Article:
Looks like I had a case of clumsy fingers at the start of this tape. Dating from around 1986, the first thing on it is about a second of Who Wants to Be a Millionaire, a programme that didn’t start airing until 1998. So I’d clearly been looking at this tape, and accidentally started recording. Slightly annoying.
The recording flips back almost immediately to Micro Live, leaving that annoying static roll that indicates recording over something.
As if my glitch wasn’t bad enough, the programme itself has a bit of a glitch, as they play in some film leader just before one of the transitions.
The first item in the show is a preview of the Computer Graphics awards, with a look at a few of the films that caught the programme’s eye, including an early film from Chris Wedge, who would go on to direct Ice Age.
Freff reports on the downturn in the computer industry. There’s a brief summation of the industry from Bill Gates, the first time I think he’s been featured – in fact, up until this point Microsoft had barely achieved a mention.
Fred looks at speech synthesis, including a look at another product I had a small hand in, the Computer Concepts Speech ROM. That was a ROM which made it slightly easier to generate speech on the BBC Micro, and had some nice features, including the ability to adjust the intonation – I even got it to sing, albeit not very well.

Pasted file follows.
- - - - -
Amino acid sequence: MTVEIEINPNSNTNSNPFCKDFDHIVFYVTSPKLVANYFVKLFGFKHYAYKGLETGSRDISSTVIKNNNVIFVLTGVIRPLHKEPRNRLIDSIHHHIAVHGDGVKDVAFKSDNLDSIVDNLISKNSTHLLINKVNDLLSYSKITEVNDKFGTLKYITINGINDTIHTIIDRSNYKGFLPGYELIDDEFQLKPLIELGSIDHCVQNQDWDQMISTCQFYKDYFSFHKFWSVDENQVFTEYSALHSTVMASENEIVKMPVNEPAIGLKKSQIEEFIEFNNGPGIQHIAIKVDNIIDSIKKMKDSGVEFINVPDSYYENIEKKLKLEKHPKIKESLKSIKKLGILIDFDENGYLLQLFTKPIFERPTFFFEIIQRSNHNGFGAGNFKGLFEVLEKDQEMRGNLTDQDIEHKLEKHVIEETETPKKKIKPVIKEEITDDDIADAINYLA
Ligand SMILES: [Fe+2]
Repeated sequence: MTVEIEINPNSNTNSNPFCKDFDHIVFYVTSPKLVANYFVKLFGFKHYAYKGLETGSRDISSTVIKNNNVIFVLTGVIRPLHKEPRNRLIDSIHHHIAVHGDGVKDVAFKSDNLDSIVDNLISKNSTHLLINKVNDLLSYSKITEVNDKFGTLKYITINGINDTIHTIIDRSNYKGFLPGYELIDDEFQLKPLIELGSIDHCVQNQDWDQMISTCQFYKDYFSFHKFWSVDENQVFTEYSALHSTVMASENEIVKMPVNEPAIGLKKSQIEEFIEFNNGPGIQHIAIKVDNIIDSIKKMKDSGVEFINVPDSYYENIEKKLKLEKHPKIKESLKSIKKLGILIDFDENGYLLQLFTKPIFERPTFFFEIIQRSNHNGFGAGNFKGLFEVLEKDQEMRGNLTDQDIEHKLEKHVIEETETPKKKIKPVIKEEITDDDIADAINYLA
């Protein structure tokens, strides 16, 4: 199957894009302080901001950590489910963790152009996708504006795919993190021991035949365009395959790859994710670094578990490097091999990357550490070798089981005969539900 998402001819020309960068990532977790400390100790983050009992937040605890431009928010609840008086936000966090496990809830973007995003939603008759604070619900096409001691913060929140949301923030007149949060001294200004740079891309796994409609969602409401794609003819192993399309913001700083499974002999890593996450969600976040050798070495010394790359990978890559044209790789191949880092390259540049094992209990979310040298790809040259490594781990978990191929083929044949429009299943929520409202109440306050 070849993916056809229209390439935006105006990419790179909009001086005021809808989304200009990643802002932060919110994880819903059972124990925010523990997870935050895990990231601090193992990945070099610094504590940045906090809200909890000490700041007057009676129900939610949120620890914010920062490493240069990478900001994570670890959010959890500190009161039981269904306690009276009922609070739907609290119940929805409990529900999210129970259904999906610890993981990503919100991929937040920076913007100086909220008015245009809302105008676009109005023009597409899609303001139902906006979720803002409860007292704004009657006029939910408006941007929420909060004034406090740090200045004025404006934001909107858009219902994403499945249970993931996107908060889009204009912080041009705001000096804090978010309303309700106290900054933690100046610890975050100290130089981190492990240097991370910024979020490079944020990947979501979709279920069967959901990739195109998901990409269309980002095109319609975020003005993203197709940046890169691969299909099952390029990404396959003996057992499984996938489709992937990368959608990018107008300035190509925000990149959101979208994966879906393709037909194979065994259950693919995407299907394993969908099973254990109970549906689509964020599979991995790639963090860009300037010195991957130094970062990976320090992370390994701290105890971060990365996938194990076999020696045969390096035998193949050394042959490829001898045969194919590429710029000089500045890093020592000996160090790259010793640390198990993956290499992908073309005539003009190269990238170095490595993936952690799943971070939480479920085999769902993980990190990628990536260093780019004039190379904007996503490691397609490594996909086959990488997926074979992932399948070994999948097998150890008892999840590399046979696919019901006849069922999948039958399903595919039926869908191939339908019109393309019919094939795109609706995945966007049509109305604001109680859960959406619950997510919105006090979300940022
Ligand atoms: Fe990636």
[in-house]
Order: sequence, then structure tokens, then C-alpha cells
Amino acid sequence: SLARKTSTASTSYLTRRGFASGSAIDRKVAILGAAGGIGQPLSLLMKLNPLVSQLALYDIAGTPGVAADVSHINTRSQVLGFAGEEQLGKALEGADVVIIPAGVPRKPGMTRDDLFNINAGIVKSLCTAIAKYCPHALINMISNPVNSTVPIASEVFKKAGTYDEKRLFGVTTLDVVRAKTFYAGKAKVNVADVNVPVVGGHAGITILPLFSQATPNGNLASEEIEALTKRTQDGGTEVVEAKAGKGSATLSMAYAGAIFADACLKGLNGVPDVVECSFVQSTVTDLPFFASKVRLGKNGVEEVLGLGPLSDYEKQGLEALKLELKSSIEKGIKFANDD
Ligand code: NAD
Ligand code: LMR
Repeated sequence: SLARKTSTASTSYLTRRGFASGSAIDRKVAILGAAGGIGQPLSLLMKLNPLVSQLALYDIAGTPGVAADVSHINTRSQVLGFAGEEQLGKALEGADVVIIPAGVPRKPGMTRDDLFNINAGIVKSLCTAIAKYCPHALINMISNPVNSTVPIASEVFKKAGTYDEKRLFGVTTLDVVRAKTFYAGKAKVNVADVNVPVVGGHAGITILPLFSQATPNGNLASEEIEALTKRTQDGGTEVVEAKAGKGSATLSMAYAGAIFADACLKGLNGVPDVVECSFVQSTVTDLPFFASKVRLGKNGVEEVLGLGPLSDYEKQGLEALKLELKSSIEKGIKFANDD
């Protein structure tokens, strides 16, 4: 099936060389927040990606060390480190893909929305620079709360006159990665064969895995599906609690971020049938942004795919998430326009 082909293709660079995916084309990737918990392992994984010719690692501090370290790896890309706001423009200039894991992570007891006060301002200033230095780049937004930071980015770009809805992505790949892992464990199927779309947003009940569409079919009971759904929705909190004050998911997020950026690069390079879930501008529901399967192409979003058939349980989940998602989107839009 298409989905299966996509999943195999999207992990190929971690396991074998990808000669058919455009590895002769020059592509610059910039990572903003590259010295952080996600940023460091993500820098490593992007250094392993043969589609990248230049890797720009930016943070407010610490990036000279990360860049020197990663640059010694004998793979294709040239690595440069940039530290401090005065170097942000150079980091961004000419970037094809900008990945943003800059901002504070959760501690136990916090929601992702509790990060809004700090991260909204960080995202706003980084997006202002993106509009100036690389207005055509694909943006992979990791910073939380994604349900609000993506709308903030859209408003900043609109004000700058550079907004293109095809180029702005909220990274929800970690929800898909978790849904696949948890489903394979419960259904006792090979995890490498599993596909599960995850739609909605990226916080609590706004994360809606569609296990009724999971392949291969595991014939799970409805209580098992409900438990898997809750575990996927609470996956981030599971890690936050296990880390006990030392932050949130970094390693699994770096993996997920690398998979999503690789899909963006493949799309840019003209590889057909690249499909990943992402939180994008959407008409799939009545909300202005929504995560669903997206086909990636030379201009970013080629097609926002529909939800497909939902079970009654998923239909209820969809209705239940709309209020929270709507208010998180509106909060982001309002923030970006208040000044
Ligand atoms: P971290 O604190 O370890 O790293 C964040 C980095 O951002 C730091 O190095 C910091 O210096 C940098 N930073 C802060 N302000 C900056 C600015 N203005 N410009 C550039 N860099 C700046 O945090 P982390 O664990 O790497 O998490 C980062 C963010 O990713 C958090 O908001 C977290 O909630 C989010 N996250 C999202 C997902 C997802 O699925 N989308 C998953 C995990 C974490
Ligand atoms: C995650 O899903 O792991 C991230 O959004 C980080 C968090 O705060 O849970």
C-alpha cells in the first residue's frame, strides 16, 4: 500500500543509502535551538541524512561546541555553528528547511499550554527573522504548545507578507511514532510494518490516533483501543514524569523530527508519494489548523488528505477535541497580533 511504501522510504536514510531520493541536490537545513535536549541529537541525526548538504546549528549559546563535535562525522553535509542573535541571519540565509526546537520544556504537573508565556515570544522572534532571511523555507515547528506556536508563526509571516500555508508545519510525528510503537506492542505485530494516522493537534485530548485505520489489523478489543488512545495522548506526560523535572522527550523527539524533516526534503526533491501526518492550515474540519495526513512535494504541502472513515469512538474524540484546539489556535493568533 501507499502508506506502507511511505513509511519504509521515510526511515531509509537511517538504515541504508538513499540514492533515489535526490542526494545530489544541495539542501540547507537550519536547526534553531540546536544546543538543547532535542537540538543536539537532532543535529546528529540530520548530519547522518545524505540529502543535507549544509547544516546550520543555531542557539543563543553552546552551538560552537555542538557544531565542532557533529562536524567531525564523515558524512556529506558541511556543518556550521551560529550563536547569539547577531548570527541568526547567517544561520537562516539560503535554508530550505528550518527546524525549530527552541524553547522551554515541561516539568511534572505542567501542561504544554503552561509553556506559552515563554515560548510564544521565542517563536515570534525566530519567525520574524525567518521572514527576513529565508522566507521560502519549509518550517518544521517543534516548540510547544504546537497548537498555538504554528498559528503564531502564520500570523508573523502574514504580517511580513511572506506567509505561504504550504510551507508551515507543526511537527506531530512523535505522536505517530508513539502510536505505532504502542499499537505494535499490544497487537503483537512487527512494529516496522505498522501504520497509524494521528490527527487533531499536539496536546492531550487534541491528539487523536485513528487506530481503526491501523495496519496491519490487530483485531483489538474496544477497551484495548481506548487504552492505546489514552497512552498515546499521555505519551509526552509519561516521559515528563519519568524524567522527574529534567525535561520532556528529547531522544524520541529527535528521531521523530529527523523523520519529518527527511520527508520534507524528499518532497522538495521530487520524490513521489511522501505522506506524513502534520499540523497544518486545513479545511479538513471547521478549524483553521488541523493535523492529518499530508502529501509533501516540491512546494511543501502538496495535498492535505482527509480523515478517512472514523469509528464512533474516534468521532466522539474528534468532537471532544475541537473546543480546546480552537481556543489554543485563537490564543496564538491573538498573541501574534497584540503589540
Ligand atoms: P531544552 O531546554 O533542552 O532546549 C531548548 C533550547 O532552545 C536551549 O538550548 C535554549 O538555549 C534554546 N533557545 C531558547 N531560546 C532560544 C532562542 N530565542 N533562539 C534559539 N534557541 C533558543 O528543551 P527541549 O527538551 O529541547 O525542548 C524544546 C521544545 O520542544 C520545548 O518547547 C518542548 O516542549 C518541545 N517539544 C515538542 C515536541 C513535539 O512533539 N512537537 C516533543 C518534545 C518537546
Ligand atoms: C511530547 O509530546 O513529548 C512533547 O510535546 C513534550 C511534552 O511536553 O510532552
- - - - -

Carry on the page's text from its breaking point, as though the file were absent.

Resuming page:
There’s also a look at Richard Gomm, who appeared in one of the first episodes of the series, using a speech synthesizer to speak on the telephone.
Lesley reads the Micro Live news, and Mac talks to Which Computer’s Lynn McTaggart about the quality of Computer maintenance contracts.
Fred gives out all the ways to get the programme newsletter. Remember when URLs were new, and presenters struggled with reading them out. Look at what they used to have to deal with.
BBC Genome: BBC Two – 11th October 1985 – 19:30
In the next episode, Fred looks at what it takes to upgrade from cassette to disk.
In the Micro Live News, there’s news about Intel announcing a brand new microprocessor, the 80386. This was the first fully 32 bit intel chip, and paved the way for Windows to become a useful operating system, allowing it to address much larger memory space than the 286, which could only address memory through clumsy chunk-switching.
Then there’s a piece where Fred goes on manoeuvres with the army corps of signals to find out how they solve the problem of calculating where best to set up their transmitters to avoid hills. Fred got to wear some natty camoflage, but the effect was undercut slightly by his corduroy trousers.